The definitions of training, validation, and test sets can be fairly nuanced, and the terms are sometimes inconsistently used. In the deep learning community, “test-time inference” is often used to refer to evaluating on data in production, which is not the technical definition of a test set. As mentioned above, sklearn has a train_test_split method, but no train_validation_test_split. Kaggle only provides training and test sets, yet to do well, you will need to split their training set into your own validation and training sets. Also, it turns out that Kaggle’s test set is actually sub-divided into two sets. It’s no suprise that many beginners may be confused! I will address these subtleties below.
First, what is a “validation set”?
When creating a machine learning model, the ultimate goal is for it to be accurate on new data, not just the data you are using to build it. Consider the below example of 3 different models for a set of data:
The error for the pictured data points is lowest for the model on the far right (the blue curve passes through the red points almost perfectly), yet it’s not the best choice. Why is that? If you were to gather some new data points, they most likely would not be on that curve in the graph on the right, but would be closer to the curve in the middle graph.
The underlying idea is that:
the training set is used to train a given model
the validation set is used to choose between models (for instance, does a random forest or a neural net work better for your problem? do you want a random forest with 40 trees or 50 trees?)
the test set tells you how you’ve done. If you’ve tried out a lot of different models, you may get one that does well on your validation set just by chance, and having a test set helps make sure that is not the case.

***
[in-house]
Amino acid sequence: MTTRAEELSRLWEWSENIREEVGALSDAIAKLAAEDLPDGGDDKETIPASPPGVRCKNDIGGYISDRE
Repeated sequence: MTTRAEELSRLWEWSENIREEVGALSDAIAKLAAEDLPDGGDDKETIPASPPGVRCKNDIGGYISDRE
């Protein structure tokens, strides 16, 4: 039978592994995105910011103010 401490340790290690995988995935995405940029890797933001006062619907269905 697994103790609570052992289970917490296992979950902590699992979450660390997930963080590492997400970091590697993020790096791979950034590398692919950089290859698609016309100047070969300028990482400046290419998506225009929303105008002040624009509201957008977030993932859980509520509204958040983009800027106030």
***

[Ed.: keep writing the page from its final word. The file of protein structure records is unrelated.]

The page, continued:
A key property of the validation and test sets is that they must be representative of the new data you will see in the future. This may sound like an impossible order! By definition, you haven’t seen this data yet. But there are still a few things you know about it.
When is a random subset not good enough?
It’s instructive to look at a few examples. Although many of these examples come from Kaggle competitions, they are representative of problems you would see in the workplace.
If your data is a time series, choosing a random subset of the data will be both too easy (you can look at the data both before and after the dates your are trying to predict) and not representative of most business use cases (where you are using historical data to build a model for use in the future). If your data includes the date and you are building a model to use in the future, you will want to choose a continuous section with the latest dates as your validation set (for instance, the last two weeks or last month of the available data).
Suppose you want to split the time series data below into training and validation sets:
A random subset is a poor choice (too easy to fill in the gaps, and not indicative of what you’ll need in production):
Use the earlier data as your training set (and the later data for the validation set):
Kaggle currently has a competition to predict the sales in a chain of Ecuadorian grocery stores. Kaggle’s “training data” runs from Jan 1 2013 to Aug 15 2017 and the test data spans Aug 16 2017 to Aug 31 2017. A good approach would be to use Aug 1 to Aug 15 2017 as your validation set, and all the earlier data as your training set.